The one on the left is the colon; semi colon is on the right.

Before we start, a semi-colon isn’t used to start a list! The thing you need for that is a colon (:).

Correct Usage
Semi-colons are used to join complete sentences. In this sense, they’re like connectives.
e.g. I went home and had a bath.

I went home; I had a bath. 

As any child will tell you, the above is not a great use of the semi colon. It’s too repetitive – and not in a good way. It ought to be used to create an effect.

How to Use Semi Colons for Effect
Use it to balance opposites within a parallel sentence construction. Sounds complicated? Actually it’s pretty easy.

It was the best of times; it was the worst of times.
A Tale of Two Cities, Charles Dickens, 1859


Everything was gigantic; I felt like an elf.

The sentence structure here uses two opposites: ‘Everything’ vs ‘I’ and ‘gigantic’ vs ‘elf’. This was my first effort; it wasn’t my best.

Any fool can put in a semi-colon. Most people can put them in the right place once they’ve been shown. Precious few can use them elegantly.

Here are some examples, broken into categories:
Unusual Links
The meal was delicious; unfortunately it had gone cold.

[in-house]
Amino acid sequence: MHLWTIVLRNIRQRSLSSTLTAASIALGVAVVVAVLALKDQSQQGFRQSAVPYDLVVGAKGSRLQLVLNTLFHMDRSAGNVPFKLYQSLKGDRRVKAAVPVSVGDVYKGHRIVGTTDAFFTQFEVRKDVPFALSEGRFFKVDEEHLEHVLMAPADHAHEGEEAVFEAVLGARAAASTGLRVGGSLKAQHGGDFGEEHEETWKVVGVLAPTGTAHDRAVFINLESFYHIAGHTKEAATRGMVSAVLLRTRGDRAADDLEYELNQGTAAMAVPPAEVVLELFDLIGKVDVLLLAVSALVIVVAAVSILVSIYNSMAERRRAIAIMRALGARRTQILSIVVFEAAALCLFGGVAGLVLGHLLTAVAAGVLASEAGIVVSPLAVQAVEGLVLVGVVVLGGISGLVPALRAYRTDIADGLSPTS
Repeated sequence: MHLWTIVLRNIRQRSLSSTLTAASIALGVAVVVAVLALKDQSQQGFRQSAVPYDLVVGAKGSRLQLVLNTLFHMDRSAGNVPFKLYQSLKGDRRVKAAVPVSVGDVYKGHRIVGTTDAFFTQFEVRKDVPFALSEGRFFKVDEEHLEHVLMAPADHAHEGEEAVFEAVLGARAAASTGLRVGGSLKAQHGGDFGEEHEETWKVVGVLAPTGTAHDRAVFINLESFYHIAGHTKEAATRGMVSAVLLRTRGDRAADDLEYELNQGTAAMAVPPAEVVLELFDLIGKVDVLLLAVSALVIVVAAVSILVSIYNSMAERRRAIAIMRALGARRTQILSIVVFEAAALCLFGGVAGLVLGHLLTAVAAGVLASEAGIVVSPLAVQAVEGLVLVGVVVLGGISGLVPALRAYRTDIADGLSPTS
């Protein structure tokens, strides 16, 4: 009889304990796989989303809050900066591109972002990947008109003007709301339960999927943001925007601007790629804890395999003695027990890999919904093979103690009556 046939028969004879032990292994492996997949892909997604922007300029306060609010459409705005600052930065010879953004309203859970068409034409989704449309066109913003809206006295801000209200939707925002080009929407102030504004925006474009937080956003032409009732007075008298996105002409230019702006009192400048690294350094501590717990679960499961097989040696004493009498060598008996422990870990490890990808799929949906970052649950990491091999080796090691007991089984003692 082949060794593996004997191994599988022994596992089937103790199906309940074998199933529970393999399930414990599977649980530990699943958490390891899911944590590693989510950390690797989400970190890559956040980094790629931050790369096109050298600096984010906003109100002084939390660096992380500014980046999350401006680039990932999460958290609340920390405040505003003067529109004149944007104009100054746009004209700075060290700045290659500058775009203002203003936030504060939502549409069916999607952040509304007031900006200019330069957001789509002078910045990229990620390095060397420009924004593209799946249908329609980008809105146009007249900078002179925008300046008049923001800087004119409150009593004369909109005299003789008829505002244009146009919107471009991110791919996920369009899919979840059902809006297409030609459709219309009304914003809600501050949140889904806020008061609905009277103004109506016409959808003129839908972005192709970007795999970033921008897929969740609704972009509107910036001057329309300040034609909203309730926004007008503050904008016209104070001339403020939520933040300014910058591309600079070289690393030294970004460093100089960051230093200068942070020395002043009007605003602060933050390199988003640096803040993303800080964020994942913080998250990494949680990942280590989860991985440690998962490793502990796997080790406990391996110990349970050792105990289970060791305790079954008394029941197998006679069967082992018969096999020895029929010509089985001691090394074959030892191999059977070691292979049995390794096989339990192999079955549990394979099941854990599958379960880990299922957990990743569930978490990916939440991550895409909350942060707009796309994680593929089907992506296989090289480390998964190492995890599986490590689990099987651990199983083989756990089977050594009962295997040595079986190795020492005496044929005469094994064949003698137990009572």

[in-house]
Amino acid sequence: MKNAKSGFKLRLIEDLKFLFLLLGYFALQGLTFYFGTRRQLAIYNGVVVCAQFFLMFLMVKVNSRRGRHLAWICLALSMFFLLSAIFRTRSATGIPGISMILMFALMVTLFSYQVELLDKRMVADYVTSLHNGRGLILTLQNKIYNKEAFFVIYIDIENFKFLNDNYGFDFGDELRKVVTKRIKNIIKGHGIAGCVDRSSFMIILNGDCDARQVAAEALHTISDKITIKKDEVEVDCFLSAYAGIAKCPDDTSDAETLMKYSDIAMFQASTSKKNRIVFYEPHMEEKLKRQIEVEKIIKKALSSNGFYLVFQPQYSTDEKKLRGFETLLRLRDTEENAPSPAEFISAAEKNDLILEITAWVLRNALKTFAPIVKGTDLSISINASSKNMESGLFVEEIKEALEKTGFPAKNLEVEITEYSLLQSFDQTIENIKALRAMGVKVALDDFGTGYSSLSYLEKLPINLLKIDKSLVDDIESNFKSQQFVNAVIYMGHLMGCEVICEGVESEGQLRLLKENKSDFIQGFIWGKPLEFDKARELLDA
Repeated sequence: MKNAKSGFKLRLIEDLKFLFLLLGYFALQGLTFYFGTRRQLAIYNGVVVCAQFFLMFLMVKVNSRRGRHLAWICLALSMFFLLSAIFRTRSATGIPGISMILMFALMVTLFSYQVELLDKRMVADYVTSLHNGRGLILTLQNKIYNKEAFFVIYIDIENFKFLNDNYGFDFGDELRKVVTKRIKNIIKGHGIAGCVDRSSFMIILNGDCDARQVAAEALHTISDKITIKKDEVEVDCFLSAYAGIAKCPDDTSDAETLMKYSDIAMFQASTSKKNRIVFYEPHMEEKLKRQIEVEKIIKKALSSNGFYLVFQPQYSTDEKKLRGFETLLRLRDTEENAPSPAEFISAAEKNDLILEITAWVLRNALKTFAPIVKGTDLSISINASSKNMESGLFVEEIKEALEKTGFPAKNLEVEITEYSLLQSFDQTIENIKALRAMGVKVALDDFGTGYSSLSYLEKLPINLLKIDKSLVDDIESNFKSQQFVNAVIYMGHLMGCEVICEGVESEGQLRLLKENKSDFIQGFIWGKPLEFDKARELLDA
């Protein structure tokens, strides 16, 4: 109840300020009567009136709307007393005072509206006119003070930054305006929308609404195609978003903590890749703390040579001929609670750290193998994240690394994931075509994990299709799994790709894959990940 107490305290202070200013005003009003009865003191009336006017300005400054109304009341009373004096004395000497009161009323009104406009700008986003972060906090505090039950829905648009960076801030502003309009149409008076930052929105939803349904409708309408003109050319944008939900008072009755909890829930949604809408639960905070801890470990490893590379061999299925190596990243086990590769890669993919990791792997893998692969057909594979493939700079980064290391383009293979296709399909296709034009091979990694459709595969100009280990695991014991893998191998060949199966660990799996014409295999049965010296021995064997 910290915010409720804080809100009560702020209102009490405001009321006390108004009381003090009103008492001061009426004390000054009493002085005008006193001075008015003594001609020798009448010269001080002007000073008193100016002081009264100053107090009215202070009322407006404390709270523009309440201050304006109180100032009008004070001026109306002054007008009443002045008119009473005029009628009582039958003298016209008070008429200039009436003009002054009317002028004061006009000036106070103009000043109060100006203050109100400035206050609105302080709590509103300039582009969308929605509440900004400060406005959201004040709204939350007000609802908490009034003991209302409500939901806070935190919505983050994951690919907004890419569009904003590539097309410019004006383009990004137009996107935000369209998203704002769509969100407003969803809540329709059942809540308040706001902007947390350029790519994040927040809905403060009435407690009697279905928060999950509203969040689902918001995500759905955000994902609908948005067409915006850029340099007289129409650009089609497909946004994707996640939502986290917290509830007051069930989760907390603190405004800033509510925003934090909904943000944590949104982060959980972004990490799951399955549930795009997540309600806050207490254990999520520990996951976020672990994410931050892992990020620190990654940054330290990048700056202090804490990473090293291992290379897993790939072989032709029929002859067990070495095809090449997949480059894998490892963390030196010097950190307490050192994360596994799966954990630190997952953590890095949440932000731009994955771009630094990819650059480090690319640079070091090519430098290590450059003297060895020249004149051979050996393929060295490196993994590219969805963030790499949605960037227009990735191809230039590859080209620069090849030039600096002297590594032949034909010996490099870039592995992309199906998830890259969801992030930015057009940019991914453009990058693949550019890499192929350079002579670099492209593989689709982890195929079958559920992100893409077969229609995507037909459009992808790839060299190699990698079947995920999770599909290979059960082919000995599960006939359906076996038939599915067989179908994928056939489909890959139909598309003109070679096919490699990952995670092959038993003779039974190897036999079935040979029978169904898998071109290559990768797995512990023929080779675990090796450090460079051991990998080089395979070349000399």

London traffic doesn’t flow; it oozes.
To Compare:

China manufactures; America consumes.
Men make money; women make it disappear.  (er…!)

To Show Change – Then and Now:
In the Nineteenth Century, Europeans sent missionaries to Africa; now, Africa is on a mission to Europe.
Opposite moods
Waves battered the shore; inland was deathly calm.
His shirt was perfectly white; a tiny red dab marked the spot above his heart.

Hyperbole [exaggeration for effect]

Winter was cold, wet and miserable; Summer was worse.

These are from the professionals:
‘Women’s conversation is co-operative; men’s is competitive.’
‘The fall in the hospital had either shown him the light or scrambled his brains; it was impossible to say which.’ Catch-22

BE AWARE. The semi colon is NOT used in dialogue (i.e. direct speech – “Blah blah blah”). Dashes are used instead.